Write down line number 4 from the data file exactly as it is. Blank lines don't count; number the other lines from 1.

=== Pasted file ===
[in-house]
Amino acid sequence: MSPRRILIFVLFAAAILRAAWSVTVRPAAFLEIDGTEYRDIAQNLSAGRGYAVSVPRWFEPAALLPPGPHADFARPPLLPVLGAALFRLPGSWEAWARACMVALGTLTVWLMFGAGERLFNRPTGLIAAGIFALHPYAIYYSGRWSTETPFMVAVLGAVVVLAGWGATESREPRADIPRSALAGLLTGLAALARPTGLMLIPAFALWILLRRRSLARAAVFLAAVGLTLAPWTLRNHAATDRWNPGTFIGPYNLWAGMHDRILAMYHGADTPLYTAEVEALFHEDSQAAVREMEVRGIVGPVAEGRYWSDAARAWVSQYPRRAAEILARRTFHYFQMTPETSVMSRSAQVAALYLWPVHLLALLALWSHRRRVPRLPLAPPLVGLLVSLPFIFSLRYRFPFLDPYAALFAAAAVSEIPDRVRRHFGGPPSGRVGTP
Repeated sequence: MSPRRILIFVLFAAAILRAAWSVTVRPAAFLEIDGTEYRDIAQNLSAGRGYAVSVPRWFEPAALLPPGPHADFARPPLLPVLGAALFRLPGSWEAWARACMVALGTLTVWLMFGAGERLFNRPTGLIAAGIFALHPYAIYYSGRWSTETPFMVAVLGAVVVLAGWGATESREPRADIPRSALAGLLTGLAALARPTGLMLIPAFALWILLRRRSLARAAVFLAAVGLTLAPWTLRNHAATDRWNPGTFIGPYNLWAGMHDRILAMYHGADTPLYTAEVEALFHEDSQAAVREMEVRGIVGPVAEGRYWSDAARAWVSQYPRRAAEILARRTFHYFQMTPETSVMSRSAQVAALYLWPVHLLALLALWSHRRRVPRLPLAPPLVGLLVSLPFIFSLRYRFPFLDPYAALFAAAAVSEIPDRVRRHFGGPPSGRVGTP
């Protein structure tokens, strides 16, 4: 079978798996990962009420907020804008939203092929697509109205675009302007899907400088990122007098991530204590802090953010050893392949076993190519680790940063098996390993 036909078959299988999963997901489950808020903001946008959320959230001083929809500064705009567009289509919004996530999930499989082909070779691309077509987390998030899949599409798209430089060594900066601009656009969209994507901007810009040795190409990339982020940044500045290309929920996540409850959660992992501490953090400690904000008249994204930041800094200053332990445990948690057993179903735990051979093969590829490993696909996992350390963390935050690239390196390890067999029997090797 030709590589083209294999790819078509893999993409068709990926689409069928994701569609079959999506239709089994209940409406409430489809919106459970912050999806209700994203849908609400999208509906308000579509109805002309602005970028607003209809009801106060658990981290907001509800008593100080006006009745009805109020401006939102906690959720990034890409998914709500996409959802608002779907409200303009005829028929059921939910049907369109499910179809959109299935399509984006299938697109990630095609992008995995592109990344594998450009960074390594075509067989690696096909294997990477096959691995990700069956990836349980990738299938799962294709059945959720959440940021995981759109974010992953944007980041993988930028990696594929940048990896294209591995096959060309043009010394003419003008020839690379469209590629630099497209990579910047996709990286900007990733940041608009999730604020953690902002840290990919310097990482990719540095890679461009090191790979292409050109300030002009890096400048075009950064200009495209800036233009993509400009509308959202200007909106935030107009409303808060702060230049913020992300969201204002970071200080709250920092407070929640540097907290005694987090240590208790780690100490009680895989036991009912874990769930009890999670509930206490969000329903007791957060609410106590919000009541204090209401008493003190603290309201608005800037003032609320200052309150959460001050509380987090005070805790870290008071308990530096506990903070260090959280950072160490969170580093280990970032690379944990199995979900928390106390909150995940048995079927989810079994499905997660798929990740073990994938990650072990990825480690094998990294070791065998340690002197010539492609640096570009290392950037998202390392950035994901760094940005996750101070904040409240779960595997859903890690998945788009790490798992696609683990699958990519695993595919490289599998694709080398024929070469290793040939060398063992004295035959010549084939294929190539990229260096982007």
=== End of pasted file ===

């Protein structure tokens, strides 16, 4: 079978798996990962009420907020804008939203092929697509109205675009302007899907400088990122007098991530204590802090953010050893392949076993190519680790940063098996390993 036909078959299988999963997901489950808020903001946008959320959230001083929809500064705009567009289509919004996530999930499989082909070779691309077509987390998030899949599409798209430089060594900066601009656009969209994507901007810009040795190409990339982020940044500045290309929920996540409850959660992992501490953090400690904000008249994204930041800094200053332990445990948690057993179903735990051979093969590829490993696909996992350390963390935050690239390196390890067999029997090797 030709590589083209294999790819078509893999993409068709990926689409069928994701569609079959999506239709089994209940409406409430489809919106459970912050999806209700994203849908609400999208509906308000579509109805002309602005970028607003209809009801106060658990981290907001509800008593100080006006009745009805109020401006939102906690959720990034890409998914709500996409959802608002779907409200303009005829028929059921939910049907369109499910179809959109299935399509984006299938697109990630095609992008995995592109990344594998450009960074390594075509067989690696096909294997990477096959691995990700069956990836349980990738299938799962294709059945959720959440940021995981759109974010992953944007980041993988930028990696594929940048990896294209591995096959060309043009010394003419003008020839690379469209590629630099497209990579910047996709990286900007990733940041608009999730604020953690902002840290990919310097990482990719540095890679461009090191790979292409050109300030002009890096400048075009950064200009495209800036233009993509400009509308959202200007909106935030107009409303808060702060230049913020992300969201204002970071200080709250920092407070929640540097907290005694987090240590208790780690100490009680895989036991009912874990769930009890999670509930206490969000329903007791957060609410106590919000009541204090209401008493003190603290309201608005800037003032609320200052309150959460001050509380987090005070805790870290008071308990530096506990903070260090959280950072160490969170580093280990970032690379944990199995979900928390106390909150995940048995079927989810079994499905997660798929990740073990994938990650072990990825480690094998990294070791065998340690002197010539492609640096570009290392950037998202390392950035994901760094940005996750101070904040409240779960595997859903890690998945788009790490798992696609683990699958990519695993595919490289599998694709080398024929070469290793040939060398063992004295035959010549084939294929190539990229260096982007």